4 vital investing lessons from the Brexit result

When the share market is rising, investing seems easy. It’s a different story, however, when the market is thrown into panic mode, as it has been since Friday. All of a sudden investing seems a lot more challenging.

Following a basic set of rules is paramount to long-term investing success and can help navigate the landscape during turbulent periods. Here are four key rules that I’ve been reminded of during the recent Brexit volatility.

Diversify properly 

Diversification is a simple concept yet one that’s easy to neglect. When building a portfolio, it’s important to ensure the portfolio is diversified at both an asset allocation level and also at stock level.

At asset allocation level your portfolio shouldn’t be exposed to any one asset class. Unfortunately, many investors often suffer from ‘home bias’ whereby they invest primarily in domestic equities, ignoring the diversification benefits of having international exposure.

This can backfire in the event of a domestic downturn and investors with a high proportion of their portfolio in UK stocks will certainly be feeling the pain this week. 

Furthermore, at stock level, ensure your portfolio is properly diversified and not overexposed to specific stocks. No matter how much you like a particular stock, always consider the downside risk.  

Also, having a few ‘defensive’ stocks in your portfolio can provide a buffer in uncertain times. Stocks like Unilever, British American Tobacco and Diageo have outperformed the market since the Brexit vote results.  

The power of dividends

Numerous studies have shown that dividends contribute a large part of total returns over the long term. For example, over the last five years the FTSE 100 has returned around 8% before dividends. Add-in reinvestment of the dividends and the return is closer to 30%, a huge difference.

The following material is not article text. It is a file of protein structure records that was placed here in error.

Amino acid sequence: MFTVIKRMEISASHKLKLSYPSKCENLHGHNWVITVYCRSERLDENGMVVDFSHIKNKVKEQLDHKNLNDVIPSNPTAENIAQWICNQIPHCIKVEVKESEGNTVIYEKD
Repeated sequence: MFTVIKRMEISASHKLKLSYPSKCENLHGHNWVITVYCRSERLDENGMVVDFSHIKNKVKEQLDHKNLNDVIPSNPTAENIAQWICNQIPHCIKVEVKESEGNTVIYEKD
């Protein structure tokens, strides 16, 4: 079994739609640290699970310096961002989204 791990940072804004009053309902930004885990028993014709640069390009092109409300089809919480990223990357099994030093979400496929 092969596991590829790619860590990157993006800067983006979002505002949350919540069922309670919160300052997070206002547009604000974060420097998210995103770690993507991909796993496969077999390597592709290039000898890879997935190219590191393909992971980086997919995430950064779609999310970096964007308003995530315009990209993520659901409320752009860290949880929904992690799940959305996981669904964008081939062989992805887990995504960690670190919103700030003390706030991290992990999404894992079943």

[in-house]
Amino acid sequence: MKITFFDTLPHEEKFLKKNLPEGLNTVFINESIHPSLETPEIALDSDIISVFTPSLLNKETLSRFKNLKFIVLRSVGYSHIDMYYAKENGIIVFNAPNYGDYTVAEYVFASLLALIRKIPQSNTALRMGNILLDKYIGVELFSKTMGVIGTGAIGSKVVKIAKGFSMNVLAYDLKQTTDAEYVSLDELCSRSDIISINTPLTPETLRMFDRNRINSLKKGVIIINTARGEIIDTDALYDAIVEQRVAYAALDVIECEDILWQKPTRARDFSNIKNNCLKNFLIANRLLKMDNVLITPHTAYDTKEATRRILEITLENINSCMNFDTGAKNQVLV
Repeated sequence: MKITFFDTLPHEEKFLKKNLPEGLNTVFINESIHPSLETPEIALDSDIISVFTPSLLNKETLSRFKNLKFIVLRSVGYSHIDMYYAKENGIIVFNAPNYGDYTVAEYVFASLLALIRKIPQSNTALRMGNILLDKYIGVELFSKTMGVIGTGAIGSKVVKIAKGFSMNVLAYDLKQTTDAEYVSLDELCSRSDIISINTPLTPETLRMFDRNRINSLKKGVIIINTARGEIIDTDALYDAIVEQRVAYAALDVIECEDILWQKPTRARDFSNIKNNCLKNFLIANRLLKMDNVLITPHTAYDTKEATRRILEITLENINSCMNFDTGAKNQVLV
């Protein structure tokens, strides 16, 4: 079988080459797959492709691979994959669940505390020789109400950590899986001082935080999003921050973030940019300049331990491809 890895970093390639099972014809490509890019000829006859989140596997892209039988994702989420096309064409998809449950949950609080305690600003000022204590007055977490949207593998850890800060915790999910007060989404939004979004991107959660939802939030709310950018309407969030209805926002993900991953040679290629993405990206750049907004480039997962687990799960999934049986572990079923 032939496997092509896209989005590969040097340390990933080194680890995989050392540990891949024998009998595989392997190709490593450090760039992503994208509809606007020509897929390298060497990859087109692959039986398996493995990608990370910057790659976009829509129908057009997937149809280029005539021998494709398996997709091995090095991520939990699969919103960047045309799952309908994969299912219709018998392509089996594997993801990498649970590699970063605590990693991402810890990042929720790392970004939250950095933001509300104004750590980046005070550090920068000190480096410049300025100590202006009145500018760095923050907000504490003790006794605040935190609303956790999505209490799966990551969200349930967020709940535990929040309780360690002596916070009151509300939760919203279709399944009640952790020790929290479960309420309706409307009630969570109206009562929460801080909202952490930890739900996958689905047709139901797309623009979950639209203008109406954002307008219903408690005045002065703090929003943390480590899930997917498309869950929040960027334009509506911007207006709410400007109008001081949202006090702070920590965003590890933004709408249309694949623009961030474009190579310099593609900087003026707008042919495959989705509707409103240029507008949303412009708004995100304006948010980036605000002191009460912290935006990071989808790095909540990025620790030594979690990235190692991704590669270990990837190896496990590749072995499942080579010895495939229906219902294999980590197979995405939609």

For that reason I’ve adjusted my investing strategy over the years to focus more on dividends. While no one likes seeing the capital values of their investments fall, there’s no doubt that dividends provide a certain level of comfort during volatile times.  

As a long-term investor, the capital values of my investments aren’t that important in the short term. What’s more important is that I receive regular dividend cheques from the likes of Aviva, Legal & General and BAE Systems and that I reinvest these dividends back into the market. 

Don’t be overexposed

It can be easy to get greedy during the good times. But being greedy can lead to a huge risk, overexposure. I’ve learnt this lesson the hard way before. It’s important to ensure that you’re not over exposed to the share market.

Make no mistake, the market can be extremely volatile and can hit the hardest when you least expect it. So only invest what you can afford to lose. If you’re likely to need the funds in the short term for a house deposit or university fees, the share market is most likely not the best vehicle for your savings.

Stockpile cash 

Lastly, it always pays to have some cash on the sidelines ready to deploy when opportunities arise. With many stocks having fallen 30% to 50% in the last few days and market volatility likely to persist, there’s no doubt that opportunities will arise at some stage.

Having cash available allows you to act on these opportunities.

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Edward Sheldon owns shares of Aviva, Legal & General and BAE Systems. The Motley Fool UK has no position in any of the shares mentioned. We Fools don't all hold the same opinions, but we all believe that considering a diverse range of insights makes us better investors.